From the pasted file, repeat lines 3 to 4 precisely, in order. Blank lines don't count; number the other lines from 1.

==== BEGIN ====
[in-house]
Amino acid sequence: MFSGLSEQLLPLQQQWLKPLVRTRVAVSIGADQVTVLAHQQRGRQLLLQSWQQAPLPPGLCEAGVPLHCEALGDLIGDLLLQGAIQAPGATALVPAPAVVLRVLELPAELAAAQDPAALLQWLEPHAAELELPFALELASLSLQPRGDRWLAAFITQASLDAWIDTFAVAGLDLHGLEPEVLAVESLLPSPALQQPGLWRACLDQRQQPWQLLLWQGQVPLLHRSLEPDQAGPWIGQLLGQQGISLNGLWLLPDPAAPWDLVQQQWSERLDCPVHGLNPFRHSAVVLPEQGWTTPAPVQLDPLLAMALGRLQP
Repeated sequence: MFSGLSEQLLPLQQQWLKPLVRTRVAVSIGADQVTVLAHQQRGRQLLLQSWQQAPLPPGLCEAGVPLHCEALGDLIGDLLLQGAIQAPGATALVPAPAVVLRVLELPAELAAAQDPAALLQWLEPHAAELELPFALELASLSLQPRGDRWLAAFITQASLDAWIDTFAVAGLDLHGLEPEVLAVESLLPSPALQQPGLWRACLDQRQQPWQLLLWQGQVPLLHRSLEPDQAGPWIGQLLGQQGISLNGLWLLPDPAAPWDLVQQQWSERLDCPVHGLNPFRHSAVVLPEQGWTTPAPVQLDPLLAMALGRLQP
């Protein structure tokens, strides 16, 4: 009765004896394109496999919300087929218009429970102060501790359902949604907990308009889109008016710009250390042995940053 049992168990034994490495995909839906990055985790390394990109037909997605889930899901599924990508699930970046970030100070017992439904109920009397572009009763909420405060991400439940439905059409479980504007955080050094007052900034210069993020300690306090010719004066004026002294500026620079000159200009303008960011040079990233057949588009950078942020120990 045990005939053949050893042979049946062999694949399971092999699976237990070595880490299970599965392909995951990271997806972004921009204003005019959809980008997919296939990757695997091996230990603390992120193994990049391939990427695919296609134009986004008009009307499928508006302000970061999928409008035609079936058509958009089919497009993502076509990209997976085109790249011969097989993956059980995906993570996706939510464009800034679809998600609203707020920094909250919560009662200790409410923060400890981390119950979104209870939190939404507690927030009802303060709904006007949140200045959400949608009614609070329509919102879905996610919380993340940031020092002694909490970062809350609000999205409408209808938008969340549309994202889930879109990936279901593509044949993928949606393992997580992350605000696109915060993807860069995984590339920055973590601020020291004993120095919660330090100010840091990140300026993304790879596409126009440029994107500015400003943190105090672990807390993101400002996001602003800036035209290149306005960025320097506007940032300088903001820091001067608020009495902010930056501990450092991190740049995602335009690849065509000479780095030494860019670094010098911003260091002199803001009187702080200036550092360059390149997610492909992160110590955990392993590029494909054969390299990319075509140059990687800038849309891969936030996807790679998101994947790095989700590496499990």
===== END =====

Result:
Repeated sequence: MFSGLSEQLLPLQQQWLKPLVRTRVAVSIGADQVTVLAHQQRGRQLLLQSWQQAPLPPGLCEAGVPLHCEALGDLIGDLLLQGAIQAPGATALVPAPAVVLRVLELPAELAAAQDPAALLQWLEPHAAELELPFALELASLSLQPRGDRWLAAFITQASLDAWIDTFAVAGLDLHGLEPEVLAVESLLPSPALQQPGLWRACLDQRQQPWQLLLWQGQVPLLHRSLEPDQAGPWIGQLLGQQGISLNGLWLLPDPAAPWDLVQQQWSERLDCPVHGLNPFRHSAVVLPEQGWTTPAPVQLDPLLAMALGRLQP
């Protein structure tokens, strides 16, 4: 009765004896394109496999919300087929218009429970102060501790359902949604907990308009889109008016710009250390042995940053 049992168990034994490495995909839906990055985790390394990109037909997605889930899901599924990508699930970046970030100070017992439904109920009397572009009763909420405060991400439940439905059409479980504007955080050094007052900034210069993020300690306090010719004066004026002294500026620079000159200009303008960011040079990233057949588009950078942020120990 045990005939053949050893042979049946062999694949399971092999699976237990070595880490299970599965392909995951990271997806972004921009204003005019959809980008997919296939990757695997091996230990603390992120193994990049391939990427695919296609134009986004008009009307499928508006302000970061999928409008035609079936058509958009089919497009993502076509990209997976085109790249011969097989993956059980995906993570996706939510464009800034679809998600609203707020920094909250919560009662200790409410923060400890981390119950979104209870939190939404507690927030009802303060709904006007949140200045959400949608009614609070329509919102879905996610919380993340940031020092002694909490970062809350609000999205409408209808938008969340549309994202889930879109990936279901593509044949993928949606393992997580992350605000696109915060993807860069995984590339920055973590601020020291004993120095919660330090100010840091990140300026993304790879596409126009440029994107500015400003943190105090672990807390993101400002996001602003800036035209290149306005960025320097506007940032300088903001820091001067608020009495902010930056501990450092991190740049995602335009690849065509000479780095030494860019670094010098911003260091002199803001009187702080200036550092360059390149997610492909992160110590955990392993590029494909054969390299990319075509140059990687800038849309891969936030996807790679998101994947790095989700590496499990």